It’s not only Chanelle feeling lost and out of the loop. In the post-tribal powwow, each of the outliers confronts their old tribemates about their position in the game. Romeo is mad at his former “No. 1 ally,” Drea, for not bringing him into the Lydia plan. Maryanne is having flashbacks to elementary school and not being allowed at the cool kids’ table. And Tori is just Tori, perpetually on the outside looking in and eager to find a crack.
Each outlier has their own approach to regaining their footing. Maryanne uses her emotions to great effect, appealing to her tribe’s sense of justness. After volunteering to sit out of the immunity challenge in exchange for rice, Maryanne makes a tearful plea to her tribemates about her sacrifice, knowing that she’s putting herself in a vulnerable position. “People say you can’t play Survivor with emotions, but I’m using emotions as a weapon,” she says with a smile on her face. And Maryanne’s kindhearted gesture pays off, as the tribe essentially comes to a consensus not to target her or the other three sit-out volunteers.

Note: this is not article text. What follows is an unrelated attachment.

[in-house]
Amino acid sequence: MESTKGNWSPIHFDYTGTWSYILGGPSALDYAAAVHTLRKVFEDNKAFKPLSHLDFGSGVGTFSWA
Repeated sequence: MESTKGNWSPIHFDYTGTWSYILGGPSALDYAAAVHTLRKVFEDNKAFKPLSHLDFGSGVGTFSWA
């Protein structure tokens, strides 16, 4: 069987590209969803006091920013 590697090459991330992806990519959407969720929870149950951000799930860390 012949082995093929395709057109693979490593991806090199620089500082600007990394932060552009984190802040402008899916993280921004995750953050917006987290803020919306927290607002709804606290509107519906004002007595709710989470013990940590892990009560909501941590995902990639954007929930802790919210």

Tori doesn’t have to do as much scrambling as she once again wins the immunity challenge, securing her safety for the night. But she’s still keeping watch and stoking the flames from a distance. Her most perceptive moment is when she spots red paint on Drea’s arm, alerting her to a potential advantage in play. You see, earlier in the episode, Drea found yet another beware advantage that led her to a coconut-covered hole. The hole was filled with red paint in a brilliantly creative touch, meaning Drea would literally be caught red-handed if she wanted to secure the advantage. After returning to camp, Tori notices red on Drea’s arm and, at first, assumes it’s blood. Drea plays it off as paint from the craft set that came with the tribe flag, but that only makes Tori more suspicious, given the flag hasn’t yet been painted. To her credit, Tori correctly surmises that Drea has an advantage and starts spreading the news.